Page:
Tuesday, 10 August 2021
Cape Town: The Joint Standing Committee on Intelligence (JSCI) Chairperson Jerome Maake has recently received an approval from the Houses of Parliament to embark on an inquiry into allegations of intelligence failures by the intelligence services.
Maake said that following the outbreak of the events of violence and looting that took place in KwaZulu-Natal and Gauteng Provinces in July, which some South Africans attributed to the intelligence failure, the JSCI engaged with the intelligence services on 15 and 16 July 2021 to perform its oversight role, as outlined in the Constitution and the law.
“At these meetings the need for the inquiry emerged after the committee received full briefings on the July unrests from the intelligence services. The inquiry will only be confined to the mandate of the JSCI as contained in the Constitution, the applicable legislation and Joint Rules of Parliament,” Maake said.
Maake added that unlike other Parliamentary committees, the JSCI conducts its activities in closed sessions, as guided by the Intelligence Services Oversight Act 1994, (Act No. 40 of 1994), and “not all information pertaining to the work of the committee may be disclosed to the public”.
However, he said some information will be contained in the Annual Report of the JSCI to be published soon. The High-Level Review Panel (HLRP) report reflects the challenges in the intelligence services and what needs to be done.
Maake said the Legacy Report of the Fifth Parliament also indicates the same challenges. However, the JSCI is concerned with the slow implementation of the recommendations, and has expressed its position to the appropriate implementing authorities.
“It is for this reason that several special meetings were held in Pretoria with the Minister of State Security and the State Security Agency (SSA), even at the peak of the COVID-19 pandemic as reflected in the Annual Report of the JSCI which is going to be published. The committee continues to urge the SSA to implement the recommendations without delay and to continue reporting on a quarterly basis,” Maake said.
With regards to the proceedings at the Judicial Commission of Inquiry into the Allegations of State Capture, Corruption and Fraud in the Public Sector, including Organs of State, the chairperson said the JSCI is following and awaits the report of the Commission.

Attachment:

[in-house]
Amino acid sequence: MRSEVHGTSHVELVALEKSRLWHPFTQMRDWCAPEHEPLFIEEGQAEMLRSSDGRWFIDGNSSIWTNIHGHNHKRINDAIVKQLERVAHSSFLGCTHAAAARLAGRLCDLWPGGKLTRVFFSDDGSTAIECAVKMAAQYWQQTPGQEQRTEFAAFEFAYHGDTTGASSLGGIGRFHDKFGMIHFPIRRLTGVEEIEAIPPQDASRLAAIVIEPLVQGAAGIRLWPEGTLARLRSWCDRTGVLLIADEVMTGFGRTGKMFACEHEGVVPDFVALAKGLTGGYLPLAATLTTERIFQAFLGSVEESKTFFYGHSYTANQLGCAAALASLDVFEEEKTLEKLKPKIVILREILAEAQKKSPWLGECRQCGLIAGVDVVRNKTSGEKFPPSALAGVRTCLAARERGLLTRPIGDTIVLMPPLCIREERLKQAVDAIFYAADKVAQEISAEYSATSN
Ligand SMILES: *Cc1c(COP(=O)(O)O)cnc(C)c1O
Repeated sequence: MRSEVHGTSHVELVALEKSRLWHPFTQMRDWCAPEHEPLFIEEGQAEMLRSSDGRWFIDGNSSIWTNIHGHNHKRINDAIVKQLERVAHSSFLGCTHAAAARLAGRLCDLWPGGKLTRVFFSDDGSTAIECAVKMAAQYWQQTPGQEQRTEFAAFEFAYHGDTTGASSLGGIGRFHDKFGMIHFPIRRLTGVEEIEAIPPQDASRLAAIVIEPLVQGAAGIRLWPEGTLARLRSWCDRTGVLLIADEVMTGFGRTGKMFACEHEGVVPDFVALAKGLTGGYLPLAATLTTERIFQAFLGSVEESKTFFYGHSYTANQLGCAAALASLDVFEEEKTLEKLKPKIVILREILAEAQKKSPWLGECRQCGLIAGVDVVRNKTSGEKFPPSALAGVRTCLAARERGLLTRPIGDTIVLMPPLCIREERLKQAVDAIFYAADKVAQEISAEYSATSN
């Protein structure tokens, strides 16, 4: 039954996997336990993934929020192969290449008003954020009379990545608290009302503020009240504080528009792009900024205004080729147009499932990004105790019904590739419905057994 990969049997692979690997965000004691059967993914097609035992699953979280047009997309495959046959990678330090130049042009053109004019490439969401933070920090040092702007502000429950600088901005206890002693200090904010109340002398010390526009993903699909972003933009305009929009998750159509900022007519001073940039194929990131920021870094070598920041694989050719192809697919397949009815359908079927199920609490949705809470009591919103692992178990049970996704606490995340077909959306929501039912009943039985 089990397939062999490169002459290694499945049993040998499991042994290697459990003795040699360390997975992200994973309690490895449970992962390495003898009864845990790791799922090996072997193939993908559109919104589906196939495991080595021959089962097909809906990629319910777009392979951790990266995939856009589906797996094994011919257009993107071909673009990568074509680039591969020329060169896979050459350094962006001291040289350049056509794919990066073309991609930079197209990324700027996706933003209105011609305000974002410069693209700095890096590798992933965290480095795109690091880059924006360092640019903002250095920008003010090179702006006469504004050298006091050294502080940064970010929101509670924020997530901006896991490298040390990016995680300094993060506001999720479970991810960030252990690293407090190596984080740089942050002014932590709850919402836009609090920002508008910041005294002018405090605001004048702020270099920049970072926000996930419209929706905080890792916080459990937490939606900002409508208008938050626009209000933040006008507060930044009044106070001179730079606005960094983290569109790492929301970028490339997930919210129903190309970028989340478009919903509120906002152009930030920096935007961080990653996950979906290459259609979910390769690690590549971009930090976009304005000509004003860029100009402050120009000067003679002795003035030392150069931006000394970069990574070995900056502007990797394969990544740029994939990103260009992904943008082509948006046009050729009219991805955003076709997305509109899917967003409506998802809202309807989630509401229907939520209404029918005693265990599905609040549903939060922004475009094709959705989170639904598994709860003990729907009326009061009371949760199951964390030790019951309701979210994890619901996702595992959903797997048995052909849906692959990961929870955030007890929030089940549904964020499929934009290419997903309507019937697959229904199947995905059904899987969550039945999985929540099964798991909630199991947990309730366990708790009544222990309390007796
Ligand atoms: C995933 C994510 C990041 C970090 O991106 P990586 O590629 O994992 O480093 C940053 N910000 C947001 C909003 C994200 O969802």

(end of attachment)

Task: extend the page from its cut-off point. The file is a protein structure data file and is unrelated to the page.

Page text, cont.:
In the meantime, he said, oversight continues which includes probing some of the matters ventilated at the Commission.
Maake has also expressed his appreciation to Advocate Mahlodi Sam Muofhe for his tenure as the Director: Domestic Branch at the SSA until his retirement on 31 July 2021.
“The committee is grateful that Advocate Muofhe steered the ship in the Domestic Branch through a difficult period in the SSA that was plagued by instability at senior management level and other challenges. We are grateful for his service and wish him well on his retirement and future endeavours,” Maake said.
Relocation of SSA in line with international best practices
Meanwhile, Maake has commended the relocation of SSA to the Presidency, noting that this is in line with international best practices where the most advanced intelligence agencies report directly to the head of State.
“Locating the SSA in the Presidency will enable refocusing of both the Domestic and Foreign Branches to ensure the production of intelligible intelligence products to protect the territorial integrity of the Republic,” Maake said.
The JSCI has also welcomed the appointment of Zizi Kodwa as the Deputy Minister in the Presidency to oversee the SSA, as well as the appointment of Dr Sydney Mufamadi as the National Security Advisor.
Maake said the appointment of Mufamadi, who chaired the HLRP on the SSA in 2018, and the relocation of the SSA to the Presidency will accelerate the implementation of the HLRP report recommendations, which has been an ongoing concern for the JSCI.